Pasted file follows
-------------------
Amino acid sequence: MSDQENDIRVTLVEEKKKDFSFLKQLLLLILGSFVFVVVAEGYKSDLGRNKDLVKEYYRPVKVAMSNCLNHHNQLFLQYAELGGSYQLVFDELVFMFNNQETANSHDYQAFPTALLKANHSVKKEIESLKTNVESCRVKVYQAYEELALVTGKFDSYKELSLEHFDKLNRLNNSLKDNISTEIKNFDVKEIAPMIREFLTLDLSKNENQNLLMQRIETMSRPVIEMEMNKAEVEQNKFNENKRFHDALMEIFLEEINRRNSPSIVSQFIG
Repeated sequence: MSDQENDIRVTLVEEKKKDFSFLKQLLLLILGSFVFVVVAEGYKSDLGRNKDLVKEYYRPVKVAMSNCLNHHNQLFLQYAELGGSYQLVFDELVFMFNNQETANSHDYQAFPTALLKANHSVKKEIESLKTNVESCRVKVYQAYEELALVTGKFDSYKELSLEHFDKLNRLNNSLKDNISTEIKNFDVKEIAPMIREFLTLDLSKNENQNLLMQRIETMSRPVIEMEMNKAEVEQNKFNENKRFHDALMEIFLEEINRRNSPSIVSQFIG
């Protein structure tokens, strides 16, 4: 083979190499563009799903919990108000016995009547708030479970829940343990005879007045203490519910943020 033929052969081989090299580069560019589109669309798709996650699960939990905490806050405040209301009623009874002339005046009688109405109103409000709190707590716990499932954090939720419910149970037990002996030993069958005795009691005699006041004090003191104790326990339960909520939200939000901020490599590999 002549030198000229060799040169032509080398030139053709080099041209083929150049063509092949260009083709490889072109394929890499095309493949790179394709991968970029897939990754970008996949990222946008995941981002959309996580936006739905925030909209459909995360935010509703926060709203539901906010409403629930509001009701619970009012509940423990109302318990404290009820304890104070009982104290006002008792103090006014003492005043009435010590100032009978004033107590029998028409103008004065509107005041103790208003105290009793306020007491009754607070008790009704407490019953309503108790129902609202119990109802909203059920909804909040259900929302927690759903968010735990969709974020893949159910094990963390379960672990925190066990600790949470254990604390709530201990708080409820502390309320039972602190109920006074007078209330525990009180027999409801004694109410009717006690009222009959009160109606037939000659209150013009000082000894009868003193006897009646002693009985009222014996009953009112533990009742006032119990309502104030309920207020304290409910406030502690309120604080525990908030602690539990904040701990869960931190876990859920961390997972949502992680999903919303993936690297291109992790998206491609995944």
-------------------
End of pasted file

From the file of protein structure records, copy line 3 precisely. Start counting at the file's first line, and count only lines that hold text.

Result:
């Protein structure tokens, strides 16, 4: 083979190499563009799903919990108000016995009547708030479970829940343990005879007045203490519910943020 033929052969081989090299580069560019589109669309798709996650699960939990905490806050405040209301009623009874002339005046009688109405109103409000709190707590716990499932954090939720419910149970037990002996030993069958005795009691005699006041004090003191104790326990339960909520939200939000901020490599590999 002549030198000229060799040169032509080398030139053709080099041209083929150049063509092949260009083709490889072109394929890499095309493949790179394709991968970029897939990754970008996949990222946008995941981002959309996580936006739905925030909209459909995360935010509703926060709203539901906010409403629930509001009701619970009012509940423990109302318990404290009820304890104070009982104290006002008792103090006014003492005043009435010590100032009978004033107590029998028409103008004065509107005041103790208003105290009793306020007491009754607070008790009704407490019953309503108790129902609202119990109802909203059920909804909040259900929302927690759903968010735990969709974020893949159910094990963390379960672990925190066990600790949470254990604390709530201990708080409820502390309320039972602190109920006074007078209330525990009180027999409801004694109410009717006690009222009959009160109606037939000659209150013009000082000894009868003193006897009646002693009985009222014996009953009112533990009742006032119990309502104030309920207020304290409910406030502690309120604080525990908030602690539990904040701990869960931190876990859920961390997972949502992680999903919303993936690297291109992790998206491609995944």